Cash Rules Everything Around the Bond Markets
(Bloomberg Opinion) -- What do strategists at two of Wall Street’s largest banks, Goldman Sachs Group Inc. and JPMorgan Chase & Co., have in common with the legendary hip-hop group Wu-Tang Clan? For all of them, cash rules everything around.
The easiest and safest investment has long been a loser in the post-crisis era. But with just about a month until the end of the year, cash and cash-like assets are pretty much the only area of the U.S. fixed-income markets set to deliver positive returns in a period that could end up being the worst for the broad market since 1994 (coincidentally, the same year Wu-Tang’s “C.R.E.A.M.” was released). The Bloomberg Barclays U.S. Aggregate Bond Index is down almost 2 percent in 2018, while short-term debt ranging from one month to one year has climbed by 1.7 percent. Equities haven’t fared much better, especially as of late: The S&P 500 Index at one point on Tuesday slid 10 percent below its record close as a rout in technology shares deepened.
It’s not as if the appeal of cash came out of nowhere. The Federal Reserve has been steadily raising interest rates for almost two years now. In June, I wrote about how U.S. investors were flocking to money-market funds not in a flight to quality but because they were paying more than they have in years. At that time, the rate on three-month Treasury bills was 1.92 percent. On Tuesday, it reached 2.38 percent, the highest since January 2008.
For some bond investors, the increase in yields across the curve has been a painful experience. But for those buying the shortest-dated maturities, the slow-but-steady climb is ideal because portfolio managers consistently reinvest at ever-higher rates. It’s similar to buying U.S. floating-rate notes, which have paid out greater amounts during the Fed’s tightening cycle and have gained about 2 percent year-to-date.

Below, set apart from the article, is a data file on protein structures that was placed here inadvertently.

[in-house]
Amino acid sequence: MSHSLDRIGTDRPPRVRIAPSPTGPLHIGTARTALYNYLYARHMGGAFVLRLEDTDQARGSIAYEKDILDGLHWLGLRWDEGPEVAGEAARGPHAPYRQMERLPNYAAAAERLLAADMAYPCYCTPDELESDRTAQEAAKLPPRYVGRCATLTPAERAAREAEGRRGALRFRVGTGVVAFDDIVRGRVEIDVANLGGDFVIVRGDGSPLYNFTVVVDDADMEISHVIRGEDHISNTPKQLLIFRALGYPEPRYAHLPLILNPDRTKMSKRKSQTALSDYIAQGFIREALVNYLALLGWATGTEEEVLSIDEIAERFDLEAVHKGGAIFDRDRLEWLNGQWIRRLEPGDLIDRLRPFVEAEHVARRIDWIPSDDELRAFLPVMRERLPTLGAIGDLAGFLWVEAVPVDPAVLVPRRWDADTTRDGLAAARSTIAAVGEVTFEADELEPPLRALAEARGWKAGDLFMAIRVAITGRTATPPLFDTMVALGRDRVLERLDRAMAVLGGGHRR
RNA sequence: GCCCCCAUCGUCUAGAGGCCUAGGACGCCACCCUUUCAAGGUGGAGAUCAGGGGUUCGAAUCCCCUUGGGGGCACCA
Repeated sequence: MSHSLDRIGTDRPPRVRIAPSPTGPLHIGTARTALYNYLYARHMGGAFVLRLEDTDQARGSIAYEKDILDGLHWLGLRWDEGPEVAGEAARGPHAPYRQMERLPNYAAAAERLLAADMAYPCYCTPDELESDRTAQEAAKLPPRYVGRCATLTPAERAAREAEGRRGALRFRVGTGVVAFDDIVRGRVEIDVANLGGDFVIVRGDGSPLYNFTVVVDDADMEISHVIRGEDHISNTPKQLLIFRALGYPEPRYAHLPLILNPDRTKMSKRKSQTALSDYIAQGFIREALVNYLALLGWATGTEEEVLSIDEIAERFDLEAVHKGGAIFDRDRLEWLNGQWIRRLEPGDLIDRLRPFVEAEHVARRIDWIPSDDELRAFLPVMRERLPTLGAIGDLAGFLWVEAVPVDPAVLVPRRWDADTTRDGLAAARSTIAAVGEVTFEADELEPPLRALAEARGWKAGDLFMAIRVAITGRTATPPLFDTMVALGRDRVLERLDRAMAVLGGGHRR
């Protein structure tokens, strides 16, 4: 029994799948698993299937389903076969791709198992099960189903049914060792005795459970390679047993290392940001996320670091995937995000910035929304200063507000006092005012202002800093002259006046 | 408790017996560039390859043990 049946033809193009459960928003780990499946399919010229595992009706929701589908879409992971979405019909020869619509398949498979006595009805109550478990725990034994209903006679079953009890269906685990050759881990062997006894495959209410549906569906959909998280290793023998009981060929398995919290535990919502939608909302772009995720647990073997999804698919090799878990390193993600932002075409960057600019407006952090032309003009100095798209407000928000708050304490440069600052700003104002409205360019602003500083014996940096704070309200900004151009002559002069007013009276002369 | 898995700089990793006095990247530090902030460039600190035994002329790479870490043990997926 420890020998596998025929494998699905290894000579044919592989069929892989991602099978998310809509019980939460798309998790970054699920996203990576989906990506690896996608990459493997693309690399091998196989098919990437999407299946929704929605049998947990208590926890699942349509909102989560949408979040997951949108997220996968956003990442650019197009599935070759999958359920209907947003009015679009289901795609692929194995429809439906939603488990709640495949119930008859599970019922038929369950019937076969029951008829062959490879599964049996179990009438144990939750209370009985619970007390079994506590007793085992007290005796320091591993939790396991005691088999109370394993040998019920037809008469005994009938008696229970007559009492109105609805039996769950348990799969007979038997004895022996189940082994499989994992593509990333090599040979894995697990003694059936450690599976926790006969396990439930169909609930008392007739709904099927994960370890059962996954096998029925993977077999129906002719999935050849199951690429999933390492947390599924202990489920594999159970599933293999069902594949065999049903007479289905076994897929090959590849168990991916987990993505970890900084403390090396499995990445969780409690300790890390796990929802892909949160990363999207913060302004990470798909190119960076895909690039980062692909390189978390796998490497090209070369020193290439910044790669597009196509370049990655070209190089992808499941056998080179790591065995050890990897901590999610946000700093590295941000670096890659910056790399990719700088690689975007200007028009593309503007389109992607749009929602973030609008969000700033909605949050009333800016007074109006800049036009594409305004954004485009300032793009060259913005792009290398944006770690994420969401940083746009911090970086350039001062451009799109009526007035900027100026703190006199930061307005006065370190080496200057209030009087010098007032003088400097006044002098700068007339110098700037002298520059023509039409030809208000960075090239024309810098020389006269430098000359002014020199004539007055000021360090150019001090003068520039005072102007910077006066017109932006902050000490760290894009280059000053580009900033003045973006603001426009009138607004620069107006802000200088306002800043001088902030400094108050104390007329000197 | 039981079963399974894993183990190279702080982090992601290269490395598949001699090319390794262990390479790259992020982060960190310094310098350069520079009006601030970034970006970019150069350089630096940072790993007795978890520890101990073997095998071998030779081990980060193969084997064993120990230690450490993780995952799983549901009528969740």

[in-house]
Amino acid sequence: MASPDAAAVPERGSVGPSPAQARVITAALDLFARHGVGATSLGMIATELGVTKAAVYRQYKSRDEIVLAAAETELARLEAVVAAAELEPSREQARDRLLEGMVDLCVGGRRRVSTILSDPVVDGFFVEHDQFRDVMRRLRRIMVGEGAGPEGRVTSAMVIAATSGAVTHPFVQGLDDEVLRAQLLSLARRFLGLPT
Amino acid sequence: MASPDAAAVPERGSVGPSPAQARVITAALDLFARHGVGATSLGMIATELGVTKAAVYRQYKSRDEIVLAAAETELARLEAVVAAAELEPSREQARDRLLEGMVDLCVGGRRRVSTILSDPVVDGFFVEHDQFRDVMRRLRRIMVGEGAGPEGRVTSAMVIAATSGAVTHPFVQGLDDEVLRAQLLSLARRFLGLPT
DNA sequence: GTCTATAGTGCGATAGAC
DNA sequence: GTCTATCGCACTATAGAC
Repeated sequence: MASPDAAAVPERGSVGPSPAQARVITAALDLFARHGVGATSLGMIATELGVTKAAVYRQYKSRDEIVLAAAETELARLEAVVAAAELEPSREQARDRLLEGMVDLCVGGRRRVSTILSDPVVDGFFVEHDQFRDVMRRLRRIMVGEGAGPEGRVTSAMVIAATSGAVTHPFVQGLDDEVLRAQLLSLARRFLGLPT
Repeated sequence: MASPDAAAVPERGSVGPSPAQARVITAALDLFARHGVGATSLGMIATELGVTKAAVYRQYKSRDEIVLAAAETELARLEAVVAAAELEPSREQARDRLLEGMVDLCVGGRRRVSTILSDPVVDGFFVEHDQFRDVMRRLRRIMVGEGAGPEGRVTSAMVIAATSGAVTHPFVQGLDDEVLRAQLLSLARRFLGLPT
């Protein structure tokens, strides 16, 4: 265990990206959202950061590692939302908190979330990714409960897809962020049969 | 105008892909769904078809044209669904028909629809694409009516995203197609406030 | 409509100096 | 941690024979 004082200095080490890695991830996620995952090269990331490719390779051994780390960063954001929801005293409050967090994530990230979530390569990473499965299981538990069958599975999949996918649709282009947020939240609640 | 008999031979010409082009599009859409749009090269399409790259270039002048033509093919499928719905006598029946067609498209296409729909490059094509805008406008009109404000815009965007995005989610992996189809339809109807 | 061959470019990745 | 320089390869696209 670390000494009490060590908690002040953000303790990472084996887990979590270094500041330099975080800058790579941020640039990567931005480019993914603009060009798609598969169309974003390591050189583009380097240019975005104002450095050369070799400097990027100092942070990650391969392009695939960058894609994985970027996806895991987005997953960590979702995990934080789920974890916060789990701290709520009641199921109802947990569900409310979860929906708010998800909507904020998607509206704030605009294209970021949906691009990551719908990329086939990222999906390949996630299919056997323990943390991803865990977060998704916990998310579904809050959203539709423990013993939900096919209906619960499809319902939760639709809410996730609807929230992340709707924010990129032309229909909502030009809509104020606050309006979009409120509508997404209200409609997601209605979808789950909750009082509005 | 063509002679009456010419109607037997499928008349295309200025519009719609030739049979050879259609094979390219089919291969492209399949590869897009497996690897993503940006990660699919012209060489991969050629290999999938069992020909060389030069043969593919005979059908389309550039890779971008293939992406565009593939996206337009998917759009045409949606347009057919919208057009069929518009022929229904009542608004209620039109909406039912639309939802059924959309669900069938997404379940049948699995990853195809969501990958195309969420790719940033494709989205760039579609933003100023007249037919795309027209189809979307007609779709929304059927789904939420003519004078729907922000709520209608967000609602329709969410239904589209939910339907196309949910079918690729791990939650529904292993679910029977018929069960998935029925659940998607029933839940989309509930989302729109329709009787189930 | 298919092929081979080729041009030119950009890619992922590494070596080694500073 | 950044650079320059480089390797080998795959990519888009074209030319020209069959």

Given this performance, Wall Street is starting to take a second look at cash, which only recently has steadily paid enough to keep pace with inflation. Goldman strategists led by David Kostin wrote in a report on Monday that “cash will represent a competitive asset class to stocks for the first time in many years” given that they expect the S&P 500 will provide “a modest single-digit absolute return” next year. JPMorgan strategists led by Nikolaos Panigirtzoglou wrote the following on Nov. 16, noting that cash in the U.S. pays more than the 2.21 percent yield on the Bloomberg Barclays Global Aggregate Bond Index:
“For nine years since the Lehman crisis cash was unattractive for investors yielding close to zero and well below the yields of other asset classes such as bonds. This changed this year ... There is no benefit for a USD based investor to invest in global fixed income on a currency unhedged basis and bonds had to be repriced enough this year to entice other investors … This asset repricing driven by higher USD cash yields is not only confined to fixed income. It appears to be spreading to equities also … Unless USD cash yields stop rising this repricing seems likely to continue.”
The steady rise in short-term rates continues unabated for now. But it could stop sooner than it seemed just a couple of weeks ago. Bond traders have drastically scaled back their expectations for Fed interest-rate increases next year, now pricing in fewer than 1.5 moves in 2019, down from more than two as recently as Nov. 8. To them, the tone struck in recent days by Fed Chairman Jerome Powell and Vice Chairman Richard Clarida signals that policy makers will be much more data-dependent and will factor in the global growth outlook into their decisions. I happen to think that’s the wrong takeaway, but it was enough to get BlackRock Inc.’s Rick Rieder on Tuesday to send out an intriguing short tweet: “#Fedpause?”
Whatever the Fed decides, cash looks as if it will at least remain competitive with other assets, if not beat them outright. It’s also worth remembering that just this week, Ray Dalio of Bridgewater Associates said to expect “low returns going forward for a long time.” The prospect of minimal gains, or even losses, in both stocks and bonds has to be harrowing for investors like pension funds that count on lofty long-term return expectations. Given that backdrop, it’s easy to see why Goldman is now advocating that mixed-asset investors increase their allocations to cash to provide solid, if unspectacular, performance.
Unless something goes horribly wrong in markets, U.S. money-market funds are never going to be a long-term winner. But at this moment, cash is king, and nothing out there looks like a serious challenger for the throne.
This column does not necessarily reflect the opinion of the editorial board or Bloomberg LP and its owners.
Brian Chappatta is a Bloomberg Opinion columnist covering debt markets. He previously covered bonds for Bloomberg News. He is also a CFA charterholder.
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